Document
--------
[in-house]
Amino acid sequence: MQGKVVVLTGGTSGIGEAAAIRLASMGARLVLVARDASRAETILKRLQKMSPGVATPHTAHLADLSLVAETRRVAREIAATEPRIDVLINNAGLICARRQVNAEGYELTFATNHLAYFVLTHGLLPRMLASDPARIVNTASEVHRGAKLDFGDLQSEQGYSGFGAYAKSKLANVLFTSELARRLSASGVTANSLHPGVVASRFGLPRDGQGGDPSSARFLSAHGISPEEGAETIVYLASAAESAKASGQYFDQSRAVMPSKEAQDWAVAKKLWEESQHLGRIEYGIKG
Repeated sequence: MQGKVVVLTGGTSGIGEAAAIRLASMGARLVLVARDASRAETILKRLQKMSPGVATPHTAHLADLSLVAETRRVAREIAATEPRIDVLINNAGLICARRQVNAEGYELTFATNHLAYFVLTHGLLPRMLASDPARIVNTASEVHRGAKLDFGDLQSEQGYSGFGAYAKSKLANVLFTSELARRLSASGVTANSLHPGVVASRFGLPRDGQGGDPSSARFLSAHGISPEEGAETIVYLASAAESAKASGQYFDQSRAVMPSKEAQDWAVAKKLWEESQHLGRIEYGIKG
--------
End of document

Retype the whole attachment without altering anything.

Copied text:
[in-house]
Amino acid sequence: MQGKVVVLTGGTSGIGEAAAIRLASMGARLVLVARDASRAETILKRLQKMSPGVATPHTAHLADLSLVAETRRVAREIAATEPRIDVLINNAGLICARRQVNAEGYELTFATNHLAYFVLTHGLLPRMLASDPARIVNTASEVHRGAKLDFGDLQSEQGYSGFGAYAKSKLANVLFTSELARRLSASGVTANSLHPGVVASRFGLPRDGQGGDPSSARFLSAHGISPEEGAETIVYLASAAESAKASGQYFDQSRAVMPSKEAQDWAVAKKLWEESQHLGRIEYGIKG
Repeated sequence: MQGKVVVLTGGTSGIGEAAAIRLASMGARLVLVARDASRAETILKRLQKMSPGVATPHTAHLADLSLVAETRRVAREIAATEPRIDVLINNAGLICARRQVNAEGYELTFATNHLAYFVLTHGLLPRMLASDPARIVNTASEVHRGAKLDFGDLQSEQGYSGFGAYAKSKLANVLFTSELARRLSASGVTANSLHPGVVASRFGLPRDGQGGDPSSARFLSAHGISPEEGAETIVYLASAAESAKASGQYFDQSRAVMPSKEAQDWAVAKKLWEESQHLGRIEYGIKG